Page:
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Updated regularly, our new blog contains all the latest news and activities relating to the environment so come back frequently!
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Tuesday 24th April 2007

Alex Good
HES Advisor


When I was first told about the greenhouse effect one of the first things I thought was: never mind, technology is advancing so quickly that in the next couple of years we will be a hydrogen economy relying on mostly renewable energy. So far that hasn’t happened, although car manufacturers are sinking huge amounts of money into hydrogen fuel cells and every couple of weeks new advances in solar or hydrogen technology are announced.

I have recently been wondering what form these technologies will take in the future and one possibility that occurred to me was the collapse of the ‘national grid’. What if, instead of power being produced in central power stations by large corporations and piped out to the country, power was produced by individuals for their own and their communities use.

What technologies would be needed? There are two sides to the idea, become more energy efficient and develop small scale renewable energy. For example, there’s mundane things like well insulated loft and walls and energy saving lightbulbs. The other side is more exciting, home grown renewable energy such as solar panels, or fuel cell powered CHP plants, biomass powered boilers etc.

The advantage of all this over the current system is that CHP for example is near 90% efficient. The national grid, on the other hand is only around 40% efficient, a cost people bear in their utility prices. On top of this, the CHP plant would also generate your heat so you would save on heating bills, the predicted cost savings are good although the technology is not quite there yet.

Maybe in ten years time a power cut will just mean you have to go and give the CHP a kick.

Monday 23rd April 2007

Alex Good
HES Advisor


When talking to people about energy efficiency improvements for the home one of the most commonly heard phrases is: “I’d love to but I don’t have the cash”. Well, if that’s you the lib-dems are on your side. They’ve just announced calls for what they have named an ‘energy mortgage’.

This article from the BBC explains a little more but the basic concept is a long term loan secured against your property for the purpose of buying energy efficiency measures.
The idea is that this loan effectively pays itself off in energy savings, which sounds reasonable considering the annual savings are estimated to be £385 for the average household.

Personally I think the idea is a good one, if the energy savings really do pay for themselves over a relatively short period then the main obstacle people face is cash flow, this should deal with that so it should be a no lose situation. If the scheme realizes its full potential then it should make a sizeable dent in the 27% of UK emissions from Home Energy, hopefully saving around 31 million tons of Carbon Dioxide a year.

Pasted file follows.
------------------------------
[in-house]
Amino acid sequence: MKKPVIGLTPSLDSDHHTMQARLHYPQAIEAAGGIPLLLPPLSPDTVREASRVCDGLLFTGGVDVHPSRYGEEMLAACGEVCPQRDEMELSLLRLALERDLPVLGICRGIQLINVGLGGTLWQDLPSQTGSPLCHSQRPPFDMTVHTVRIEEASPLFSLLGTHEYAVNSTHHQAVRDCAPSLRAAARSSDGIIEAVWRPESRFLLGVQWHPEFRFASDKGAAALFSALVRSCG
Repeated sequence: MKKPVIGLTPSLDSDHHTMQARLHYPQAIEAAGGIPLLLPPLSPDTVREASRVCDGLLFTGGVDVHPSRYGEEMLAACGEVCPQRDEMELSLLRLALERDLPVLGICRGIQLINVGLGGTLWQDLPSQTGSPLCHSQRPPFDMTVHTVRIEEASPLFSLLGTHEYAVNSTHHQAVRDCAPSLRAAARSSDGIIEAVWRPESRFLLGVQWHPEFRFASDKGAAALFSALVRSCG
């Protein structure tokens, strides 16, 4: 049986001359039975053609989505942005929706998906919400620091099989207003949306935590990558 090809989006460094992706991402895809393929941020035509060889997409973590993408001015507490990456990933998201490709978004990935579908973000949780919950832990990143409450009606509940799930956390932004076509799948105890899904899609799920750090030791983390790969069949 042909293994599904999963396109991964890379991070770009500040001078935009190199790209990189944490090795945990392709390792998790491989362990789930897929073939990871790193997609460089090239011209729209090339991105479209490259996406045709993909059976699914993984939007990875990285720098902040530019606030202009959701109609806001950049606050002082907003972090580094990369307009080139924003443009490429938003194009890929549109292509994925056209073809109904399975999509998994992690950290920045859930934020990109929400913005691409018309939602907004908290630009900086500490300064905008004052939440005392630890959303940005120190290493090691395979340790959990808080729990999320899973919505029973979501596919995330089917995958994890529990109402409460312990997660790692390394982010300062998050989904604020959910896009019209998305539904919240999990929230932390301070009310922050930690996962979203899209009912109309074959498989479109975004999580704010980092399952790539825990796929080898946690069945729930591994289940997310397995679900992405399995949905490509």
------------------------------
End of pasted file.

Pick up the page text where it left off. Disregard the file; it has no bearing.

This sort of innovative, individually based approach is what is needed. Rather than half-hearted blanket measures, such as raising airport tax, we need ways to make ‘going green’ a viable and attractive option.

Friday 20th April 2007

Tom Collins
HES Advisor


For a long time now solar energy in the home has been something reserved for the most stalwart of energy savers because the return on investment is far longer than that seen with say the more widely used energy savers of insulating your walls and loft. Also the efficiency of solar energy has come into question due to the lack of sunlight the lovely island of Britain receives.

But while searching the web this morning I had found that researchers at the University of California-Berkeley and the US Department of Energy have discovered a way of making solar energy almost 100% efficient. They say that it’s all down to quantum mechanics and using the same system as plants do for photosynthesis.

Also completely separately at Massey University in New Zealand their researchers have found a way to harness solar energy at a tenth of the cost of silicon based photovoltaic solar cells that are generally used today.

If these two technologies were able to be fused into one then this could spell the start of a solar revolution!

Thursday 19th April 2007

Alex Good
HES Advisor


I was just browsing through a few of the more prominent papers environment sections today and discovered this article about a carbon neutral village in Herefordshire. They’ve done some exciting things, such as installing solar panels and a wind turbine on the school but the real change is in small practical things like turning off lights when they aren’t needed and buying energy saving light bulbs.

The interesting thing about the initiative is that it is community led, we may laugh at the ‘Carbon Neutral Quiz’, but what it represents is a community that has raised awareness and action about climate change; something the government has so far failed to do on a national scale.

Despite the governments lack of definitive action there are many of these community movements such as The Wasteless Society or FreeCycle which are trying to tackle climate change at the community level. To me this is very encouraging, it means that peoples mindsets are changing, something also reflected in the wide exposure given to climate change in the media. People are becoming more and more conscious of the issue, I think we’re still in with a chance to save the planet.

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